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Species extinct in the wild in limbo

PARIS — For species classified as “extinct in the wild,” the zoos and botanical gardens whose fate hangs in the balance are often gateways to oblivion as gateways to recovery, new research has shown.

The reintroduction of often single-digit populations faces the same challenges that brought these species to the brink of extinction in the first place, including a lack of genetic diversity. But without conservation efforts, experts say, these species’ chances of survival would be even smaller.

According to the results, nearly 100 species of animals and plants that have been wiped out from the wild by hunting, pollution, deforestation, invasive life forms and other causes of extinction have received critical attention from scientists and conservationists since 1950.

Although the “extinct in the wild” category was not added to the authoritative Red List of Threatened Species until 1994, the term could have applied to all.

Of these marginally teetering species, 12 have been reintroduced to some degree in the wild, according to two studies published in the journals Science and Diversity last week.

Other 11, however, have gone the way of dinos, dodos, and dozens of Pacific island trees whose delicate blossoms will never again grace the planet.

Biodiversity loss has reached critical proportions not seen since the impact of a stray asteroid the size of Paris 66 million years ago, wiping out land dinosaurs and ending the Cretaceous Period.

That was one of five so-called mass extinctions in the last half billion years.

Scientists say human activities have propelled the Earth into the sixth, with species disappearing 100 to 1,000 times faster than normal.

“There are many real opportunities to prevent extinctions and return previously lost species to the wild, and we must seize them,” said the international team of 15 authors.

“We have lost 11 species entirely under our care to extinction since 1950.”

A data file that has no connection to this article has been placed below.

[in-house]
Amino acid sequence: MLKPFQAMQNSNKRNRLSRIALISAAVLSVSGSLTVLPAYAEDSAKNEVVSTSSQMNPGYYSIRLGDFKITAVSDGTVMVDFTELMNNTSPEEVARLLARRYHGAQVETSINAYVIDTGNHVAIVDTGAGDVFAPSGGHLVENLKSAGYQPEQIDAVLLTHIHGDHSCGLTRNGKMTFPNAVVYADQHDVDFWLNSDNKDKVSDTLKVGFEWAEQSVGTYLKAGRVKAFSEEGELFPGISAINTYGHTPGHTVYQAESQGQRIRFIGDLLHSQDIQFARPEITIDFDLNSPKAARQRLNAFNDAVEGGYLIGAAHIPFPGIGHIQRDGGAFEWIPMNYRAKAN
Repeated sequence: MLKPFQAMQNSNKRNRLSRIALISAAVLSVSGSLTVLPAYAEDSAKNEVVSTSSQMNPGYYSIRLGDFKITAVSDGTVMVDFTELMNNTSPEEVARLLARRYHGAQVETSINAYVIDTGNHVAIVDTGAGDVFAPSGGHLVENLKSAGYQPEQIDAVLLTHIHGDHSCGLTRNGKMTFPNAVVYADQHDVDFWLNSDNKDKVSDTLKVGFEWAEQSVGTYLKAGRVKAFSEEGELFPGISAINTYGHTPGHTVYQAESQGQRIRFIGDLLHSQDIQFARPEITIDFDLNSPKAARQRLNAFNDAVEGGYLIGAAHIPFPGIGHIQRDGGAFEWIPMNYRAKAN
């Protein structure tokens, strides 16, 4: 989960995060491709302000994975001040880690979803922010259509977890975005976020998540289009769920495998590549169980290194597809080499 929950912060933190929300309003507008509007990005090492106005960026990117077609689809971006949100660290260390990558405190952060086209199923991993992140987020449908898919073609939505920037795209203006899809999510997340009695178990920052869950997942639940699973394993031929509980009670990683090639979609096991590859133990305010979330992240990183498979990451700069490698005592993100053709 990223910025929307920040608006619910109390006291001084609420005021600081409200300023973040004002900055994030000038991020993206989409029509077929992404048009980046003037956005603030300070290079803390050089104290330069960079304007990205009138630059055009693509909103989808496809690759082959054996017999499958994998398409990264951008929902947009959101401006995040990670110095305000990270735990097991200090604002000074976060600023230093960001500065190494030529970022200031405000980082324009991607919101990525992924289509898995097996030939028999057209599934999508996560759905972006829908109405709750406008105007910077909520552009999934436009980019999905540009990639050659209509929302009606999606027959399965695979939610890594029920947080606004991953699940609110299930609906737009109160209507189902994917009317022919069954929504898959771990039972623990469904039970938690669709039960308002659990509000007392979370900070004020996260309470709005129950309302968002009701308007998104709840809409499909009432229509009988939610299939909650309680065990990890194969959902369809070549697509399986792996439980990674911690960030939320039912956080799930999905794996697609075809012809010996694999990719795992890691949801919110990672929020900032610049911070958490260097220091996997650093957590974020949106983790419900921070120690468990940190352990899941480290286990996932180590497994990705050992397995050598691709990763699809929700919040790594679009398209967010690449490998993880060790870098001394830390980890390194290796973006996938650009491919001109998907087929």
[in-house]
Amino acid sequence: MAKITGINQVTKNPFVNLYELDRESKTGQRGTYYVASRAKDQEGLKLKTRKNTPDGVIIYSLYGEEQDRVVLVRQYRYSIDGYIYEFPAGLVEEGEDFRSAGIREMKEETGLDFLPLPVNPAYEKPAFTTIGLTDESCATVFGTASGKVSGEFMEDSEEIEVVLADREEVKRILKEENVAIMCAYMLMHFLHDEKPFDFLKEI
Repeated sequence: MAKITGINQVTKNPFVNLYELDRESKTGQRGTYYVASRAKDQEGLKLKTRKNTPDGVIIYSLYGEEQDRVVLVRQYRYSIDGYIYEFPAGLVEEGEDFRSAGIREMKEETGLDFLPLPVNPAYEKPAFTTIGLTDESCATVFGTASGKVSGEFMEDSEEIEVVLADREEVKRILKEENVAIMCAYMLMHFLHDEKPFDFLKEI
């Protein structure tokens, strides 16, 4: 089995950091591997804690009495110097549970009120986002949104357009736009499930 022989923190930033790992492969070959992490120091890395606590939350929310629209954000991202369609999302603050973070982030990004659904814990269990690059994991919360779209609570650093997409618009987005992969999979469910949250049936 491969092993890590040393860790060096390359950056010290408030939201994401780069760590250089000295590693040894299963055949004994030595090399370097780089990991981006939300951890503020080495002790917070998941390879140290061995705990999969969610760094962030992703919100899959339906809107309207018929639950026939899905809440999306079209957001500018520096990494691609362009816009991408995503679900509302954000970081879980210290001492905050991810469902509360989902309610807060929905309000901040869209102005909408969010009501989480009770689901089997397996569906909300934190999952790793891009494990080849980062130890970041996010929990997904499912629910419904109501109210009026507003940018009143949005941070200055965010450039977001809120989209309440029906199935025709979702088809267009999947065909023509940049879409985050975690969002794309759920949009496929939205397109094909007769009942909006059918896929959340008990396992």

– Success Stories –

Another study published in Current Biology last week, looking at the “Great Dying Out” 252 million years ago that wiped out 95 percent of life on Earth, showed that accelerated species loss preceded a broader ecological collapse.

“Currently, we may be losing species faster than in any previous Earth extinction event,” lead author Yuangeng Huang, a researcher at China University of Geosciences, told AFP.

“We cannot predict the tipping point that will send ecosystems into total collapse, but it is an inevitable outcome if we don’t reverse biodiversity loss.”

Recent conservation success stories – some heroic – include the European bison that once roamed Europe.

By the 1920s, their numbers had been reduced so much that surviving specimens were herded to zoos and a breeding program started in Poland.

After being reintroduced in 1952, the broad-shouldered animals thrived and are no longer considered critically endangered by the International Union for the Conservation of Nature (IUCN), the custodians of the Red List.

Red wolves in North America, wild horses in Central Asia, and the desert-dwelling Arabian oryx have all made comebacks with the help of human hands.

So does the world’s largest tortoise, which is native to the Galapagos island of Espanola.

By the 1970s, Chelonoidis hoodensis was eaten to the brim. Fourteen surviving individuals were removed and decades later relocated to another island, where their numbers are increasing.

– ‘Overlooked Category’ –

Pinta giant tortoises on a neighboring Galapagos island — one of 11 species extinct in the wild that didn’t make it — weren’t so lucky.

After living for half a century as the only survivor of his species, a 75-kilogram man named Lonesome George died in 2012.

Other creatures that never made it out of the ICU include Hawaii’s black-faced honeycreeper, a dainty bird devastated by mosquito-borne avian malaria, last seen in 2004; Mexico’s freshwater pupfish Catarina, which was unsuccessfully relocated in captivity when its original habitat dried up due to groundwater abstraction; and five species of snails in the Society Islands, which fell prey to an invasive carnivorous cousin.

Surprisingly, the studies show that species that survive only in controlled environments are in a kind of conservation limbo.

“This is an overlooked category,” the researchers noted.

“Although they are listed as most endangered, extinct species in the wild are not assessed as part of the Red List process.”

“We have largely ignored the magnitude and variability of the risk of extinction in the very species group for which humans are most responsible,” they added.

Of the 84 species that currently have this status, almost half have not benefited from attempts to reintroduce them into the wild. Most are plants, suggesting a possible propensity for animal reintroduction that may not be fully scientifically justified.

At its last World Conservation Congress in 2020, the IUCN called for the reintroduction of extinct species into the wild by 2030.

Source: Crypto News Deutsch

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